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Mine workers salary talks collapse

THE Zimbabwe Diamond and Allied Minerals Workers Union (Zdamwu) yesterday claimed that negotiations for first quarter wage increments had stalled after the National Employment Council (NEC) for the mining industry and the Chamber of Mines  Zimbabwe (CoMZ) reportedly  turned down requests for meetings.

Zdamwu general-secretary Justice Chinhema said the CoMZ had argued that inflationary pressures had been tapering off.

As such, there would be no reason to negotiate for first quarter wage increments.

Last week, the Reserve Bank of Zimbabwe said annual inflation increased to 362% in January, from 348% in December last year.

In the past month, basic commodity prices have also skyrocketed, raising workers’ anxiety as their incomes have not been adjusted to keep pace with the cost of living.

Their plight has been compounded by the switch to use of foreign currency in paying for goods and services, while salaries are paid in Zimbabwe dollars.

“We are shocked, appalled and angered with news from the Associated Mine Workers Union of Zimbabwe (Amwuz) that no wage increase has been reached due to differences between the parties. We would want to state categorically that this is unacceptable,” the Zdamwu boss

Chinhema said parties to the negotiations, including the CoMZ, were aware that collective bargaining processes had traditionally been carried out quarterly with everyone compelled to share their views.

However, other reports suggested that the wage negotiations were affected by lockdown measures introduced to prevent the spread of COVID-19.

Labour unions and NECs have not been classed as essential services, which means their officials cannot travel for salary negotiations.

“Reasons being proffered for failing to come up with the wage agreement must be dismissed with the contempt they deserve. In fact, mine workers in Zimbabwe reject the excuse that Chamber of Mines believes there was no inflationary movement that affected workers’ incomes in the past months. Mines have been allowed by the government to operate normally since the beginning of the COVID-19 pandemic. The mining industry wage negotiations have lost relevance. It is now a cult meeting of elites without mine workers’ interests and the revival of the economy through mining, but only the protection of their interests,” Chinhema noted.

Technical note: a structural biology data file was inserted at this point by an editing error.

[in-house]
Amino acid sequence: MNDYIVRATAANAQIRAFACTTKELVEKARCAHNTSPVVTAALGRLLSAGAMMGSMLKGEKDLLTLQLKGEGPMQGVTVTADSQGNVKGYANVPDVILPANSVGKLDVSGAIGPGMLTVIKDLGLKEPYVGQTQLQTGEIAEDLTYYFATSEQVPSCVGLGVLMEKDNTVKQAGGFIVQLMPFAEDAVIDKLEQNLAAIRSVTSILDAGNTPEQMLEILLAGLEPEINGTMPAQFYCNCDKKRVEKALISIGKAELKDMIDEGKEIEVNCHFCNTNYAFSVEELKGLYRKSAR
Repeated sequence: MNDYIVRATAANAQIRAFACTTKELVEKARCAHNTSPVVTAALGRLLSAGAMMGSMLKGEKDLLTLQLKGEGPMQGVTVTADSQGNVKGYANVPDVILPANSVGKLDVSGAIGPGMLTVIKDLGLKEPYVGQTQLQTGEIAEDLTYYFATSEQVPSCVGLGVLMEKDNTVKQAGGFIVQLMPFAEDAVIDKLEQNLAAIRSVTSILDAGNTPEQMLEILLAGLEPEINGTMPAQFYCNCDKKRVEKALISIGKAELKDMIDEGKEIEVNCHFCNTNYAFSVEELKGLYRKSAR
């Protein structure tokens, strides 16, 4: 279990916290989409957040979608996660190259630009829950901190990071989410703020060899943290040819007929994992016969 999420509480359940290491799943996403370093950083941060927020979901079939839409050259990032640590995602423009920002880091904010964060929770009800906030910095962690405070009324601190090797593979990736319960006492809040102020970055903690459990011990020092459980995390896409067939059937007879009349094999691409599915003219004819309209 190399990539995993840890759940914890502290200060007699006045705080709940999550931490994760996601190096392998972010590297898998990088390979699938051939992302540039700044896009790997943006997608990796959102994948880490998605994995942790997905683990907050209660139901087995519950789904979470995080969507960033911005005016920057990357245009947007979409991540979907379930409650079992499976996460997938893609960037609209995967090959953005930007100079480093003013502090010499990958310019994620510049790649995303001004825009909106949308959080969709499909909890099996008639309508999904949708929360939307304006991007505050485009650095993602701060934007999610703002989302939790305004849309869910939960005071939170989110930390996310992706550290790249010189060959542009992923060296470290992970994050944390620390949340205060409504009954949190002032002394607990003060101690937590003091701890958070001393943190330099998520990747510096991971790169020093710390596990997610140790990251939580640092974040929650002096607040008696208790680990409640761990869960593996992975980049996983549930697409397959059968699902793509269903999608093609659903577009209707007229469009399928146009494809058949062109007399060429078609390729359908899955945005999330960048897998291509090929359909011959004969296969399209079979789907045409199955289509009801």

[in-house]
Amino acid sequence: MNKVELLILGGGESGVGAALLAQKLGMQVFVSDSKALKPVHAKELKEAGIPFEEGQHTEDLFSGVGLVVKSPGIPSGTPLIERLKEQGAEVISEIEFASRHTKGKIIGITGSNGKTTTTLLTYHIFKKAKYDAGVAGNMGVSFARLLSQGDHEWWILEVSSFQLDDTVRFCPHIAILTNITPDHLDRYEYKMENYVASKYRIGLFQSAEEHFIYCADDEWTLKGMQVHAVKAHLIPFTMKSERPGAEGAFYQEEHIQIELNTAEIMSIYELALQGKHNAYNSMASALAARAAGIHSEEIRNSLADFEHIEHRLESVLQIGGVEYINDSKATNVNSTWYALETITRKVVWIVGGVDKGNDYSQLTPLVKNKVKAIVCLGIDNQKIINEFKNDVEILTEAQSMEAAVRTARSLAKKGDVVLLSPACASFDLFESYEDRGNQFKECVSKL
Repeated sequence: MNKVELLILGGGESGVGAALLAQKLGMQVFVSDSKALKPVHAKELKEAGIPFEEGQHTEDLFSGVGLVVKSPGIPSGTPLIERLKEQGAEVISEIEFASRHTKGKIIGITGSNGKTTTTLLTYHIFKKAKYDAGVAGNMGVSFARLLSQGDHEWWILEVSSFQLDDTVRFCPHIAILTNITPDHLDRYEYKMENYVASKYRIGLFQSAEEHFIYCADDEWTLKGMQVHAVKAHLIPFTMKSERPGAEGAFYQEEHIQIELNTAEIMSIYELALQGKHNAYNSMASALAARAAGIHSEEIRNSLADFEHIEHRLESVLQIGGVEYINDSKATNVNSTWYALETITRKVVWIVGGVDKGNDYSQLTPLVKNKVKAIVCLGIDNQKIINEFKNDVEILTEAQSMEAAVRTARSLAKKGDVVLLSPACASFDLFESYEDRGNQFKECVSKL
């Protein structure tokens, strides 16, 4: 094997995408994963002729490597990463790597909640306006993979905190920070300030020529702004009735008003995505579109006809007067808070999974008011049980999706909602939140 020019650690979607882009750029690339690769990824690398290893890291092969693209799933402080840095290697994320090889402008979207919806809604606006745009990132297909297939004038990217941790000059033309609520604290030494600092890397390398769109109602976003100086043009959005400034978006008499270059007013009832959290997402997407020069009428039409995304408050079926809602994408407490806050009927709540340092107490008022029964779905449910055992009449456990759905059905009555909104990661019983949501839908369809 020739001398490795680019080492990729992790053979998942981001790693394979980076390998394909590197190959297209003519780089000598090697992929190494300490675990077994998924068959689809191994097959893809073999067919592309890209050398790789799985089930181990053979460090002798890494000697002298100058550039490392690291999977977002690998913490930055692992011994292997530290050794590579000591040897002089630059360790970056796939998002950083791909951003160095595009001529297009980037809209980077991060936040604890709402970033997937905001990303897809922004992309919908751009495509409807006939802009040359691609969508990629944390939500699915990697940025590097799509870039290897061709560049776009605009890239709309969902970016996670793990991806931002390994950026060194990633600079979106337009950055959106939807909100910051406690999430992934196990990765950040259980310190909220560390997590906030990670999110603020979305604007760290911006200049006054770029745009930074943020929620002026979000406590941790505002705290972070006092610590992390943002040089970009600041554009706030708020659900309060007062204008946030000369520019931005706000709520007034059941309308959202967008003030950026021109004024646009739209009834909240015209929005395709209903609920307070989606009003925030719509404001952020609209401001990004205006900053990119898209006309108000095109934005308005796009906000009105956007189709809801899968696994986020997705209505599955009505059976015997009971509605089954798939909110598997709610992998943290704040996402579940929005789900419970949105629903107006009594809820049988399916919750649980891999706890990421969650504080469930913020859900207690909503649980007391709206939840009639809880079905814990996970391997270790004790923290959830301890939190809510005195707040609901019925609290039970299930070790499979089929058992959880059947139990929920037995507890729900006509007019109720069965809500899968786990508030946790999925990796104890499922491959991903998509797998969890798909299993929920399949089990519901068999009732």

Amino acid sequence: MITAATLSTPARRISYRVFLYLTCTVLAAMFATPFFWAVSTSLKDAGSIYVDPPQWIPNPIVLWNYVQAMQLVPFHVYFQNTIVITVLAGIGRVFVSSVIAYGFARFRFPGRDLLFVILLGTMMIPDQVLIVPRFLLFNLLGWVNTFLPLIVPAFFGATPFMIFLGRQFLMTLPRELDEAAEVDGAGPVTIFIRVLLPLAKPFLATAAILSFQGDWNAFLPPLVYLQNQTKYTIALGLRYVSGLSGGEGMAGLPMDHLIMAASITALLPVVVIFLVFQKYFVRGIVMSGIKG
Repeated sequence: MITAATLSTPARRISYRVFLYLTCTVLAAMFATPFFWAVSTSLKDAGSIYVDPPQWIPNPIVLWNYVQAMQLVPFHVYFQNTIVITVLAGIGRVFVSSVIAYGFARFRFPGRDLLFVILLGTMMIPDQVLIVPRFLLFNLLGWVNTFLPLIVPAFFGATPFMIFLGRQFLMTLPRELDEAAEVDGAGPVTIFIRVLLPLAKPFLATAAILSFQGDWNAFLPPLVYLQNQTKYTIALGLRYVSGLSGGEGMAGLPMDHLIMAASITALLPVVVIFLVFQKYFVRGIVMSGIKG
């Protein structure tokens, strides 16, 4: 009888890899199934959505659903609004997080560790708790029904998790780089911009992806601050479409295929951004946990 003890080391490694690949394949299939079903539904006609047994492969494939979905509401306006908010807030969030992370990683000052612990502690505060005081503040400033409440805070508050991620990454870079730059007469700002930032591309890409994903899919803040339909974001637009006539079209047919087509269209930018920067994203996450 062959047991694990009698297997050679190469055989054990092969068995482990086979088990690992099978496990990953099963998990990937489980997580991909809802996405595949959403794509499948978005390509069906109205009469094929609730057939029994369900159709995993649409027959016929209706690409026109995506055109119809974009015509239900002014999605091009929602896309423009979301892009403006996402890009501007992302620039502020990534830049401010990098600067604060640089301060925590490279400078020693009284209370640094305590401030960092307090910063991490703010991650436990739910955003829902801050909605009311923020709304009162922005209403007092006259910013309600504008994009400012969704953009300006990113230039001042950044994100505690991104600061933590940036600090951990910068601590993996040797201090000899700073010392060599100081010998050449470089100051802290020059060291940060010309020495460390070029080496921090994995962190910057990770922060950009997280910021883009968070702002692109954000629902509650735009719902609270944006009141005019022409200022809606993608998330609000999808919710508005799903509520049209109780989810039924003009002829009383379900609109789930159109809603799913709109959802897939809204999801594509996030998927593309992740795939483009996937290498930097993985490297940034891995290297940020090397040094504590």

CoMZ chief executive officer Isaac Kwesu told NewsDay Business that negotiations were still underway, but referred this publication to the NEC for more clarity.

Taurai Kabote, general-secretary for the NEC, said: “It is unfortunate that the union that sent you that statement is not part even of the NEC. So I am not sure where they are getting that information because as far as I am concerned, the negotiations are still underway.”

But Chinhema said the mining industry was determined not to increase wages.

“We know they are doing their best, but still want to continue paying slave wages. Information of increase in production is in the public domain that since 2019, there has been an increase in production. However, this is at the expense of workers,” he said.

“For how long are we going to see travesty of justice on workers? For how long are we going to allow employers to negotiate for themselves on behalf of workers? We are warning the Chamber of Mines that we are taking the wage negotiations to their doorstep,” fumed Chinhema.

He said government’s plan to build a US$12 billion mining sector economy may not be achieved if salary disputes are not resolved.

“Workers are an important stakeholder in the extraction of resources in Zimbabwe. As Zdamwu, we are now directing our members to take the wage negotiations to the workplace works councils,” he said. Newsday

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